Do you ever have times – maybe a moment, or a day, or even a stretch of days – where you feel absolutely raw? An open, throbbing, vulnerable heart thrust into the world?
I do. Sometimes it’s just a glimmer that takes my breath away. Sometimes it lasts longer.
I feel so deeply connected with the intensity of life, both the sweet and the stinging, that I can’t quite find my boundaries.
I struggle against and rest in such vulnerable times.
Over the course of this week, my little family unit has experienced a perfect storm that thrusts us into this heart-opening, heart-breaking place: clients facing dire health and mental health struggles; a political (and therefore moral & world) climate in unsettling shape; limited time for our usual self-care strategies. There’s more, but you get the idea.
With any time of vulnerability, the capacity for empathy expands. We feel the pain of the parent whose child is chronically ill so much more acutely after an illness in our own babe. We can’t watch or read scary/sad/tragic stories during upheaval in our own lives. It’s too much – we have enough on our plates personally, and to deal with others’ struggles feels positively overwhelming. Or, we feel compelled to read all the sad stories, join all the support groups, and never allow ourselves a moment of relief.
These vulnerable times challenge us to root our own feet into the ground so we don’t lose ourselves, and find the lotus growing out of the mud.
In college, I did a summer internship at a food shelf and housing facility in Cincinnati. It was a powerful learning experience for me, and all around unpleasant. It wasn’t well organized. I didn’t have any training or education about how to develop programming for residents (supposedly my job).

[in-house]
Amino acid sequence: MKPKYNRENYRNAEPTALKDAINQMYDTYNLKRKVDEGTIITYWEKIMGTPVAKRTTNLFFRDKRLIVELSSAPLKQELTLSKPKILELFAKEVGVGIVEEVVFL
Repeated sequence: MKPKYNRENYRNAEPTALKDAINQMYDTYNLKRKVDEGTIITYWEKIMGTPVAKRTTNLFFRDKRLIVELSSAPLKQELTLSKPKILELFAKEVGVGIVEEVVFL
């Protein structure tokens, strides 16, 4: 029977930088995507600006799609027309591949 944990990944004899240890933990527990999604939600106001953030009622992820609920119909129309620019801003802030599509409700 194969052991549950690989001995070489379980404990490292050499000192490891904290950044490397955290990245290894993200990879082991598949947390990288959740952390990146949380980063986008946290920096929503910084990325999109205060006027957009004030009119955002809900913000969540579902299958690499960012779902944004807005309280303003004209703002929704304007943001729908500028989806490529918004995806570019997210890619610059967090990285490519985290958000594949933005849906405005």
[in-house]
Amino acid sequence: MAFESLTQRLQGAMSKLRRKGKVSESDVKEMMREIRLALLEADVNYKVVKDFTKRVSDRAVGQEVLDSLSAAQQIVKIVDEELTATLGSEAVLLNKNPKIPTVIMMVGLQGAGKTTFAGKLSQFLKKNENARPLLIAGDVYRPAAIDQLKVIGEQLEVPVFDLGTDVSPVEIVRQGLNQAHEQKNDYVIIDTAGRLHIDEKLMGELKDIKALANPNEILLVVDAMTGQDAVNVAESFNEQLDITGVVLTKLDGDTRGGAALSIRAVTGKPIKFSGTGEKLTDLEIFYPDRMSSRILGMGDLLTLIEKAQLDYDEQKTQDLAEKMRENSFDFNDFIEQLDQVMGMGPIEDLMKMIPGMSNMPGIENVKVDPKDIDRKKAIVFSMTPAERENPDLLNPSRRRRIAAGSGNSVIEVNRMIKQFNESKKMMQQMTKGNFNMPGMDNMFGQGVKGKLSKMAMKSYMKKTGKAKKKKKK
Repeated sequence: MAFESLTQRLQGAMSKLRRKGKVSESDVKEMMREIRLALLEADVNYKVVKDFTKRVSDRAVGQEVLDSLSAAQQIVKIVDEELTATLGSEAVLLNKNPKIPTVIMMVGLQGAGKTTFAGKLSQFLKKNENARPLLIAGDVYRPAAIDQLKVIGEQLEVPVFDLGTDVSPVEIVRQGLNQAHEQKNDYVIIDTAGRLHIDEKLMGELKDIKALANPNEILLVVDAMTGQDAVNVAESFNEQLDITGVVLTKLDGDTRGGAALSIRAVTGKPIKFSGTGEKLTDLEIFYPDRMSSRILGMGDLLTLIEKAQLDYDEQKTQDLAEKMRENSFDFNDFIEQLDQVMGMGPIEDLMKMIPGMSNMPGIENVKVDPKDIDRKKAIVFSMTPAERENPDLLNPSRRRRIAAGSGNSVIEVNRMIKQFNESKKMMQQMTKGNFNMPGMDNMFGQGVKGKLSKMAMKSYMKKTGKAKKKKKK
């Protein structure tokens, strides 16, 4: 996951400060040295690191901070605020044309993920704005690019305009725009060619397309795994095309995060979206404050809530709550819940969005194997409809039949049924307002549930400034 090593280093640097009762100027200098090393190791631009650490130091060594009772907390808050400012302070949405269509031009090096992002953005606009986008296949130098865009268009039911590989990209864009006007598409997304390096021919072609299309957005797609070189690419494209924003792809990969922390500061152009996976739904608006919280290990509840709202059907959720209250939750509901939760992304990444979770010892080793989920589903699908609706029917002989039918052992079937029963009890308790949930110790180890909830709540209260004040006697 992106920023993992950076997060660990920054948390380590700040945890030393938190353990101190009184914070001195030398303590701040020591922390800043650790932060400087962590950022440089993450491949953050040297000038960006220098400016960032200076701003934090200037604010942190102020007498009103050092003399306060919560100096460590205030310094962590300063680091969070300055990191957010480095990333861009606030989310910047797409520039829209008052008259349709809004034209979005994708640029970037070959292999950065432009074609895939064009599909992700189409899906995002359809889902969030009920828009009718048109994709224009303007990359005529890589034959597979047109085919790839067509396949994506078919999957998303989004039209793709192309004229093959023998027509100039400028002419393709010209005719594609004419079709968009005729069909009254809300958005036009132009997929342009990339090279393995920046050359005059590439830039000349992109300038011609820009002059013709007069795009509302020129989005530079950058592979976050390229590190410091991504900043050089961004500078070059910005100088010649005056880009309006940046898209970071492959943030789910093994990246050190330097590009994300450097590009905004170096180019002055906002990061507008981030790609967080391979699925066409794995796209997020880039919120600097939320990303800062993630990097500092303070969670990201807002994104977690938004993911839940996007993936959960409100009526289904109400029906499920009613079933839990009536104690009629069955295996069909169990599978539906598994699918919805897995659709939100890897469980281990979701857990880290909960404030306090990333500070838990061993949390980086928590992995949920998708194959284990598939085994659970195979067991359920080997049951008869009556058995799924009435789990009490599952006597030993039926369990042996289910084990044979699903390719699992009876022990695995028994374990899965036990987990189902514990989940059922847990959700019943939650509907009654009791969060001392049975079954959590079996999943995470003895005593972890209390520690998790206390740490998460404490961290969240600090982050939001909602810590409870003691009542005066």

The whole neighborhood was hot, smelly and sad. The shelter staff was burnt out (to varying degrees) and tired. My roommate in the dorms for the summer was distant and not interested in being a friend. I was trying to find a new balance with an old friend, and it turned out to be really, really tough. It was a tricky season for me.
One day, when I was in the basement of the old building and had completed the tasks set before me (in the first hour of my eight hour day), I found myself in despair. No one would’ve noticed if I hadn’t shown up in the morning. My weeks attempting to connect with and teach the women in the shelter had bombed miserably. A lot of my personal life was in upheaval. For one thing, I’d thought I wanted to work in nonprofits when I graduated – but this? This didn’t seem like a good fit.
I had a book of meditations by Anthony DeMello (I’d read and had my world rocked by his A Way to Love earlier in the year). It happened to be in my bag, and I was so very miserable I thought I’d give a meditation a try. I was deep in the mud, and ready for a lotus to emerge.
The essence of the meditation (in Wellsprings) was this: I was to sit and contemplate a variety of situations in succession, observing in my mind’s eye as though I was watching the story on tv. The birth of a baby. The loss of a baby. A birthday celebration. A funeral. Spring flowers emerging. Plants dying in Autumn. And on it went, moving between what appeared to be polar opposites.
At first, I recoiled from the sad images. The pain was too much. As I sat in that basement, perched on a radiator in a deserted hallway, I felt something in my heart melt. I felt a deep, unfathomable peace. It was a brief and soul-sustaining touch into the okayness of things – an acknowledgement that “good” or “bad” is something we’ve made up. If we set loose those ideas, even for a brief moment, there’s room for a third option we can’t fully comprehend. There’s relief there.
Maybe we need to flounder in and hate on that mud for a little while first – or curl up in a ball and breathe until we’re ready. We will, eventually, be ready to take on the immense beauty and struggle and loveliness of this fact: our hearts are all connected – in fact, there’s only one heart.
May we find space to allow grief and joy, loss and gain, closings and openings all together.
May we tap into the courage stored in our every cell to recognize that there’s no such thing as happily ever after – and, equally important, there’s no such thing as everything is ruined.
May we know, even when our brains tell us otherwise, or our emotions take on a pushy, tidal wave quality, that there’s tension in the world for a reason. If we trust the dark moments, the chaos, the aches, they’ll deepen our light, our sense of order, and our healing.
Have a wonderful day.